Everyone who starts to learn about sake usually picks up the Junmai–>Ginjo–>Daiginjo concept pretty quickly… but then they learn there are variants out there. Aged Sake, Cedar-Tinged sake, Unpasteurized Sake, and then.. cloudy unfiltered sake with bits of rice swimming in it?? It can be a lot for a beginner to take in. Enter Dassai Nigori (Junmai Ginjo, Yamaguchi Prefecture, SMV=+3.0, Seimaibuai=50%) . This nigori is very friendly for the beginner – and it’s the sake I would use to introduce “alternative-style” brews to your friends. It is creamy with a wonderfully even texture – not chunky or to thick like other nigoris. And in the background is the wonderful Dassai attention to quality. One of my favorites!


Strongest Right Hook on a Nama

Kasumi Tsuru Shiboritate nama genshuGolden Masu Award! And the Masu goes to: Kasumi Tsuru Shiboritate!
Not every brewery could say, “My Sake could beat up your Sake.” but this one has got the chops. Kasumi Tsuru Shiboritate (Honjozo , Hyogo Prefecture) has a unique one-two punch. First, it’s a nama (unpasteurized), which gives a larger, more expansive taste, and second, it’s an genshu (sake not diluted after brewing), which gives the pow of a higher alcohol content. This type of sake is great on the rocks or when you want a real attention-getter. Just be careful not to drink to much or you really will be down for the count. Imported by Joto Sake.


Biggest Barbie Wannabe

KarenGolden Masu Award! And the Masu goes to: Karen!
Karen (Junmai, Niigata Prefecture, Ichishima Brewery) is one pink girl. The packaging designers got it right on this one. The über-pink bottle perfectly captures the taste: Think cotton candy, bubble gum, Malibu Barbie’s corvette. It’s an interesting niche in the sake world, though. It may not be my taste, but i haven’t seen a lot of brewers specialize in the much sweeter brews. This can be a great change of pace when only something sweet will do. If that’s your thing, be sure you have Karen’s number in your little black book. Just don’t call her Barbie by mistake – she hates that.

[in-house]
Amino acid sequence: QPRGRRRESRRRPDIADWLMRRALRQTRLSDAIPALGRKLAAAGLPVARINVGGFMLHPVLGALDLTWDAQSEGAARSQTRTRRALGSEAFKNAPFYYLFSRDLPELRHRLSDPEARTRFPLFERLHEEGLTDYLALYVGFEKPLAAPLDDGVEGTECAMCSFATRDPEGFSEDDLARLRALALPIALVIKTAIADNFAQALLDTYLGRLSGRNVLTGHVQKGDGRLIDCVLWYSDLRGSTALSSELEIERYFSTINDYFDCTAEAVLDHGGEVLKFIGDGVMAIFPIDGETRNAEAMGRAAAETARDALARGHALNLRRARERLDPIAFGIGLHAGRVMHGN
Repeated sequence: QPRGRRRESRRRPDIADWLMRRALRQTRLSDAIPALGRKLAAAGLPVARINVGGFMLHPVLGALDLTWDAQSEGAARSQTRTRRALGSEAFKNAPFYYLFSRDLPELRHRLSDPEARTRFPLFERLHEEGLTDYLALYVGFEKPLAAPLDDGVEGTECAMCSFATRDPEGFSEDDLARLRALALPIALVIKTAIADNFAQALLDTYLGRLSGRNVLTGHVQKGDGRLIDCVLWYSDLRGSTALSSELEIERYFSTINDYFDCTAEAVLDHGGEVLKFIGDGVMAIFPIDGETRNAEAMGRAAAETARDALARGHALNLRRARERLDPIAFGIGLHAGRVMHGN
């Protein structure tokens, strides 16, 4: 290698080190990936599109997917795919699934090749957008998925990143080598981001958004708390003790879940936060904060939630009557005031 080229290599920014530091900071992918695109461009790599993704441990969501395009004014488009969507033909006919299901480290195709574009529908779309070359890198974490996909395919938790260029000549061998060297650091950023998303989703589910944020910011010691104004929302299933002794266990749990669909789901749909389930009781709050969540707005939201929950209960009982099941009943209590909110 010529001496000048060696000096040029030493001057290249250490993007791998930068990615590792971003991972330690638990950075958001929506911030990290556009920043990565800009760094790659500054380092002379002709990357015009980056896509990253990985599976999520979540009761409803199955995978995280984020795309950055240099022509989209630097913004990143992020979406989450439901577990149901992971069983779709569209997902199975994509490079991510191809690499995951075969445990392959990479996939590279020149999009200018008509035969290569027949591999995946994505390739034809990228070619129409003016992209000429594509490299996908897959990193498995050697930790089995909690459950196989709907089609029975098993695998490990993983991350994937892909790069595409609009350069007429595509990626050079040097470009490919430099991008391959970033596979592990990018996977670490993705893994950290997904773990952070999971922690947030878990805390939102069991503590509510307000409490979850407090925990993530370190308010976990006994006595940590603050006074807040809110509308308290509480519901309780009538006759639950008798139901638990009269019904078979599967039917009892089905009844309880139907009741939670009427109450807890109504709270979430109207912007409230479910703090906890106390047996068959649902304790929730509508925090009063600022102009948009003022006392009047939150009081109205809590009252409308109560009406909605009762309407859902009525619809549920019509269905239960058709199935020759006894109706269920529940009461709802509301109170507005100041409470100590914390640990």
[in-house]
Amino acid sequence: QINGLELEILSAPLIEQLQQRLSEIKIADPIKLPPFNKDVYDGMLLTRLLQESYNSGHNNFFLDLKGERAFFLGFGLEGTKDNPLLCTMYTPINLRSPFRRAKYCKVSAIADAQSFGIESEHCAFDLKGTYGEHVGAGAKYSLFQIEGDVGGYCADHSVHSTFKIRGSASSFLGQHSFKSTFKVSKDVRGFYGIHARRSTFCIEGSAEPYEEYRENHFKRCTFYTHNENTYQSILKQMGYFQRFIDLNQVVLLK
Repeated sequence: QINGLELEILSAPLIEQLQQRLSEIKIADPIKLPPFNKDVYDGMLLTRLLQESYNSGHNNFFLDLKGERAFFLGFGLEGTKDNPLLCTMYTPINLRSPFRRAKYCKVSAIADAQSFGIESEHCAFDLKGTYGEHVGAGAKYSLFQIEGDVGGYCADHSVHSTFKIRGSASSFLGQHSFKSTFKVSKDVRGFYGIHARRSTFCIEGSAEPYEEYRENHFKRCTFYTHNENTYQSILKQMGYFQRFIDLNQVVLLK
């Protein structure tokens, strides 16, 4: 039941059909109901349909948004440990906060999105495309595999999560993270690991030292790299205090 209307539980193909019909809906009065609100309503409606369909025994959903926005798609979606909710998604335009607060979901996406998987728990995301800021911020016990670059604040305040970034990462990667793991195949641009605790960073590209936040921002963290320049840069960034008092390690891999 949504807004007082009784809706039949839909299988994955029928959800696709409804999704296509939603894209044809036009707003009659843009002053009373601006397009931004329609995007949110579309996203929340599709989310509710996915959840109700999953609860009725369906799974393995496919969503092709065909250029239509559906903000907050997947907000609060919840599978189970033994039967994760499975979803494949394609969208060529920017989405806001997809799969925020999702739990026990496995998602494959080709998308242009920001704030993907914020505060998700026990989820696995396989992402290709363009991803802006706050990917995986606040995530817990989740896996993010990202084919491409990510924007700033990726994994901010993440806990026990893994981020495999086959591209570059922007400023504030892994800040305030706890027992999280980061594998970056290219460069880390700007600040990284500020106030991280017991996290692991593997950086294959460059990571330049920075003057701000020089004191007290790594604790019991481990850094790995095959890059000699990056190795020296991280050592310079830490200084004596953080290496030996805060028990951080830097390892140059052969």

Best in Show

Ken DaiginjoGolden Masu Award! And the Masu goes to: Ken!
Speaking of Barbie, she knows better than anyone that Ken is a perfect Gentleman. This is true for the delightful and truly charming Ken Daiginjo (SMV=+4.0, ALC=15.5%). Again and again, i’ve been wowed by this sake. oh Ken… I wish I knew how to quit you!! The taste is clean, clear and smooth without being weak or watery. It’s got a taste I can only describe as the essence of “Sake-ness”. what the heck does that mean? it’s got the best aspects of many sakes I’ve had all rolled up into one, while still being elegant. It’s really something special, so I’ve called it here “best in show” although it really is impossible to pick a “best” at this tasting. Every person out there will find their own personal best. Congratulations to all the winners!


Well, all in all, it was an amazing evening! I’m looking forward to my next tasting at Sakagura – they really know how to put on a show. If you get the chance to attend, don’t miss it – and remember, it’s an honor just to be nominated.